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Not Prince Hamlet

"Full of high sentence, but a bit obtuse."

Of Canines and Civics

Thursday, October 18, 2007

Theolog has a post by Amy Frykholm about dog parks in which the author suggests that dog parks foster community in American neighborhoods in a way that nothing else at the present time does. She quotes Robert Putnam and the whole "Bowling Alone" argument that civic engagement in America is rapidly deteriorating. And while she anticipates that people of Putnam's persuasion will hardly be moved by what's on offer at the dog park, she's compelled to see in it something quite significant.

Here's a money quote:
Over the three years that [my friend] has been visiting the dog park, my friend has become close with a lesbian couple and their Scotch Terrier. They arrange meetings at the dog park and invite each other over for dinner. The dogs like each other, and gradually, the humans have gained each other’s trust. They ask each other for help when they need it; they invite each other to significant events. They’ve built a small, fragile community.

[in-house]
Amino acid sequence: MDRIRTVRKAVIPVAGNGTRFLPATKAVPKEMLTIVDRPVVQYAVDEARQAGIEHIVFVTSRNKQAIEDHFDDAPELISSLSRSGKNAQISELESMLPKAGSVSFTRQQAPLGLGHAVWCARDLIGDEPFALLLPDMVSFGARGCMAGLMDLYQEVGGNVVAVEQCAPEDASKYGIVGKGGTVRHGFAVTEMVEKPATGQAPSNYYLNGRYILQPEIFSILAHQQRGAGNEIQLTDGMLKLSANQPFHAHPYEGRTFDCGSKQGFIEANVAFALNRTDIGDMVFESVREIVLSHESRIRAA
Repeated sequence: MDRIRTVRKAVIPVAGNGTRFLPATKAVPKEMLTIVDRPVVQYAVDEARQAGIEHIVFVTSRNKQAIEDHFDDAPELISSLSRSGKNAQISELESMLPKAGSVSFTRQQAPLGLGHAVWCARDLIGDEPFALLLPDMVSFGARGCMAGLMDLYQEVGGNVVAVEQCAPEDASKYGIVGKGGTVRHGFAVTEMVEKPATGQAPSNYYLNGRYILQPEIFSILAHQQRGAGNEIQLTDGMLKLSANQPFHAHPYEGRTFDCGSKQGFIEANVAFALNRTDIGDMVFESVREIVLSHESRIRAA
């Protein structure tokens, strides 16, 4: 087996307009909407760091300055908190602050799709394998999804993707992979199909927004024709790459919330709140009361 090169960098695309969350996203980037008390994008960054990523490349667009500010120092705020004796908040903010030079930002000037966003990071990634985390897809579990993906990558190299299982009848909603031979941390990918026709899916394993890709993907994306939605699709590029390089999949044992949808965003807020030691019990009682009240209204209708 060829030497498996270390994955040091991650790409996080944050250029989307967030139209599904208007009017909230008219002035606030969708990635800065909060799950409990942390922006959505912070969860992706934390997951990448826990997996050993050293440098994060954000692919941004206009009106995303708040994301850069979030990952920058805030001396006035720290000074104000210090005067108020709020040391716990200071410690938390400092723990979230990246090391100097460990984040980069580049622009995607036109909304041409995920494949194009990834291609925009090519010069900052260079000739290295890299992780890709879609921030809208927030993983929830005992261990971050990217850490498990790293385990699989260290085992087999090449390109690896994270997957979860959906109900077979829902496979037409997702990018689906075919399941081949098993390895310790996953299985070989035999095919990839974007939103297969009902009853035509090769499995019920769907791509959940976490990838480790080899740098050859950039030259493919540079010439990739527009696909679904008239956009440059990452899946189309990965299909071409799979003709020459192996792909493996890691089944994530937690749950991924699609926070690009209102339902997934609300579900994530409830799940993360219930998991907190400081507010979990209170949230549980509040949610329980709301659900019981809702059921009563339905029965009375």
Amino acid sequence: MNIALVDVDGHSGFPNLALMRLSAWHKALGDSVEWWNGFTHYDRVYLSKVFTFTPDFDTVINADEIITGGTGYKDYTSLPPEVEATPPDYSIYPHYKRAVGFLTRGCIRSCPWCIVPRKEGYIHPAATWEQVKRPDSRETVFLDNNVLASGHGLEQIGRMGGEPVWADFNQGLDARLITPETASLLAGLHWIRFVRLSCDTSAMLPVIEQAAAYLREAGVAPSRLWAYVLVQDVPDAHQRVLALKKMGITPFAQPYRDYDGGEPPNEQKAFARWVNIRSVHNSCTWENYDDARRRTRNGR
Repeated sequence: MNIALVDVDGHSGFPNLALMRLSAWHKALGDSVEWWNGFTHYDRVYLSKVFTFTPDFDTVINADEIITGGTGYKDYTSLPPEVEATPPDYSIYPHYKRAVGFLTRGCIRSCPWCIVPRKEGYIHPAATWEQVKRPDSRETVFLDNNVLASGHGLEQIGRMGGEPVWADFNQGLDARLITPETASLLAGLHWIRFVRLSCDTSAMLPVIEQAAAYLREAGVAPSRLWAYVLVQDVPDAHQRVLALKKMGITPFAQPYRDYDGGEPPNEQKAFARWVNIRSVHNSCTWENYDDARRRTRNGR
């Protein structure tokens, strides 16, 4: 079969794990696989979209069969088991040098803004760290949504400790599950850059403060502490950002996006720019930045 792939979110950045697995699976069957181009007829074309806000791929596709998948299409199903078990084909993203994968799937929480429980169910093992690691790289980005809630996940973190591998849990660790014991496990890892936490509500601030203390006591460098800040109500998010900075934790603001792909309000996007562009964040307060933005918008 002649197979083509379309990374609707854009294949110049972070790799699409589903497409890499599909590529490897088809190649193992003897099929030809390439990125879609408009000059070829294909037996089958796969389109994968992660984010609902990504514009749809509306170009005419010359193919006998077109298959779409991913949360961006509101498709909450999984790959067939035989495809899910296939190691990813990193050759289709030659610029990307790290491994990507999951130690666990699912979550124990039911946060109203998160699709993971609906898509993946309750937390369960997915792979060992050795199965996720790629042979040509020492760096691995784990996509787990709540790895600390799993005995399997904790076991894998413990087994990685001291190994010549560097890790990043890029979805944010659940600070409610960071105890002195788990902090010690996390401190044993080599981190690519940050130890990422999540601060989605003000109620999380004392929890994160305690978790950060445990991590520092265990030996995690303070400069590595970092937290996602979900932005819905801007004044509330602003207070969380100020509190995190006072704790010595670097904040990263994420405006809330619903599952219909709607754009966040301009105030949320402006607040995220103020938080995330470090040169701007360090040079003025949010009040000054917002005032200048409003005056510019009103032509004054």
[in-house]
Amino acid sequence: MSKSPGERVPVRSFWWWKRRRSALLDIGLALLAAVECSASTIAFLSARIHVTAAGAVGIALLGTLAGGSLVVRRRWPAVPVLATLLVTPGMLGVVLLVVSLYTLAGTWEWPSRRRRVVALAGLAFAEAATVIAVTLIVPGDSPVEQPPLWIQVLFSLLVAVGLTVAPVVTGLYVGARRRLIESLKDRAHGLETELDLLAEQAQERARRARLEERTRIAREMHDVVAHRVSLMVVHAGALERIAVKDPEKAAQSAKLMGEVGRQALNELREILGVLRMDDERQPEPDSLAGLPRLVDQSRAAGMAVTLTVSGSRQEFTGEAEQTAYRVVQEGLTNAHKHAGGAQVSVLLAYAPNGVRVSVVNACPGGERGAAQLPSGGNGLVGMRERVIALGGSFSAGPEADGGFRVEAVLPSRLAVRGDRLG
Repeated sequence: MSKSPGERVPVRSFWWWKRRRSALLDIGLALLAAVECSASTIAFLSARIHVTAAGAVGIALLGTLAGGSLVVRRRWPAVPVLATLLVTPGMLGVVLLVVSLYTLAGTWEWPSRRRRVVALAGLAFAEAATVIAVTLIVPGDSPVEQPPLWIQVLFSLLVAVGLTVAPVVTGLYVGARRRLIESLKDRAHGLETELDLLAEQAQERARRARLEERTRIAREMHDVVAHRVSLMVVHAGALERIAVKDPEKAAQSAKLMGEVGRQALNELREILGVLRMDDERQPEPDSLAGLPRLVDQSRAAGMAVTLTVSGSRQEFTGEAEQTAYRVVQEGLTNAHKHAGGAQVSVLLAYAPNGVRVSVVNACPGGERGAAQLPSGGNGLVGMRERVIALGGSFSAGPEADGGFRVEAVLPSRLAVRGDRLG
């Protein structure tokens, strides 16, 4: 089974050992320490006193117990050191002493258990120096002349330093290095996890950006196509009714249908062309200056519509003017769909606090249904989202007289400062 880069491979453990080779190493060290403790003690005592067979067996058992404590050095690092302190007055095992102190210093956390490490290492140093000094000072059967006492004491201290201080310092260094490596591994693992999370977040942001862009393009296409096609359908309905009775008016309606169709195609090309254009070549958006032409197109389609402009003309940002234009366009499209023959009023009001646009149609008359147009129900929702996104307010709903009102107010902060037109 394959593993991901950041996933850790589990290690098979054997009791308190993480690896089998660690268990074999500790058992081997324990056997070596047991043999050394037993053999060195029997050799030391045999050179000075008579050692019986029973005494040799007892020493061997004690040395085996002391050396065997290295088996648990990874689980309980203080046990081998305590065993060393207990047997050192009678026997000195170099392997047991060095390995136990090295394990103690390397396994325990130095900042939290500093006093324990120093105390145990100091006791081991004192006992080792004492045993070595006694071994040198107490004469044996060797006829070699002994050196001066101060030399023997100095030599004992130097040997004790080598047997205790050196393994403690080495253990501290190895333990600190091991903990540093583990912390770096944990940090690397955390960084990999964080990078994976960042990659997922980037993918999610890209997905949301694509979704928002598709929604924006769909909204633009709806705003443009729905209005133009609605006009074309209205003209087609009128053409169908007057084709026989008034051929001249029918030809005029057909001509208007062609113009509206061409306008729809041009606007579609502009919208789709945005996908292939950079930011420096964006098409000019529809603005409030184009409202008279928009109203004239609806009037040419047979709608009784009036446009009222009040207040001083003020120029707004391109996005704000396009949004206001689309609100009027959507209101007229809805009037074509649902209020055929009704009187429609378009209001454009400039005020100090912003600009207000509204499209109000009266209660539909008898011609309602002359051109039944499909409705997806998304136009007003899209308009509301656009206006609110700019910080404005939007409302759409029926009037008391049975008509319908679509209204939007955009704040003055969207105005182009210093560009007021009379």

Trust. Reciprocity: these are two of the things that make up Putnam's ideal of "Social Capital." They're precisely the things that Frykholm sees emerging among the gaggle of mutt-lovers congregating daily in their fenced-in playpen.

Maybe I should get a dog.

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posted by Not Prince Hamlet, 8:52 AM


I think there are ways to build up social capital that don't involve picking up dog crap.

Seriously - you do not want a dog.

Repeat after me: "I do not want..."
commented by Anonymous landon, 1:34 PM  
Landon is right about social capital but for most people dogs are great! You just need the right kind of dog for you. A nice Greyhound would be great for you I think.
commented by Blogger Donna, 12:04 AM  

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